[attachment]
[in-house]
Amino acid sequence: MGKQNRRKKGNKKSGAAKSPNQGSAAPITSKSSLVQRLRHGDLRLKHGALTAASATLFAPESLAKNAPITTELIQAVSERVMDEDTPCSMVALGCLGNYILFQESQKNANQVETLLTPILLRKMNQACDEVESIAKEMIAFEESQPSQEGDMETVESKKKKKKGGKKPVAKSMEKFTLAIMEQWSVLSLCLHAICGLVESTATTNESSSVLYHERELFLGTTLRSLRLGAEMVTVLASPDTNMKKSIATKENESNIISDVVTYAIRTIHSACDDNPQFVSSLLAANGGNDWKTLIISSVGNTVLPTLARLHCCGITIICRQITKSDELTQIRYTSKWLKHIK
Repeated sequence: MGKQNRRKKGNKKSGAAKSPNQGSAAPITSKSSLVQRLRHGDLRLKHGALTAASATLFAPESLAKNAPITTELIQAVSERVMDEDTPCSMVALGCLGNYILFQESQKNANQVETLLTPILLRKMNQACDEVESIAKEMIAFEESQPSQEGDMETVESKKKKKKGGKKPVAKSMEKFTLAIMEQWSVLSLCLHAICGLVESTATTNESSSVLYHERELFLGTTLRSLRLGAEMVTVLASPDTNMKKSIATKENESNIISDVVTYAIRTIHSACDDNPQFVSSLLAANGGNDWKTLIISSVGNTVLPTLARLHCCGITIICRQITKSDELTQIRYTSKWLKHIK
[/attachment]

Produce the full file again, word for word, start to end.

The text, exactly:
[in-house]
Amino acid sequence: MGKQNRRKKGNKKSGAAKSPNQGSAAPITSKSSLVQRLRHGDLRLKHGALTAASATLFAPESLAKNAPITTELIQAVSERVMDEDTPCSMVALGCLGNYILFQESQKNANQVETLLTPILLRKMNQACDEVESIAKEMIAFEESQPSQEGDMETVESKKKKKKGGKKPVAKSMEKFTLAIMEQWSVLSLCLHAICGLVESTATTNESSSVLYHERELFLGTTLRSLRLGAEMVTVLASPDTNMKKSIATKENESNIISDVVTYAIRTIHSACDDNPQFVSSLLAANGGNDWKTLIISSVGNTVLPTLARLHCCGITIICRQITKSDELTQIRYTSKWLKHIK
Repeated sequence: MGKQNRRKKGNKKSGAAKSPNQGSAAPITSKSSLVQRLRHGDLRLKHGALTAASATLFAPESLAKNAPITTELIQAVSERVMDEDTPCSMVALGCLGNYILFQESQKNANQVETLLTPILLRKMNQACDEVESIAKEMIAFEESQPSQEGDMETVESKKKKKKGGKKPVAKSMEKFTLAIMEQWSVLSLCLHAICGLVESTATTNESSSVLYHERELFLGTTLRSLRLGAEMVTVLASPDTNMKKSIATKENESNIISDVVTYAIRTIHSACDDNPQFVSSLLAANGGNDWKTLIISSVGNTVLPTLARLHCCGITIICRQITKSDELTQIRYTSKWLKHIK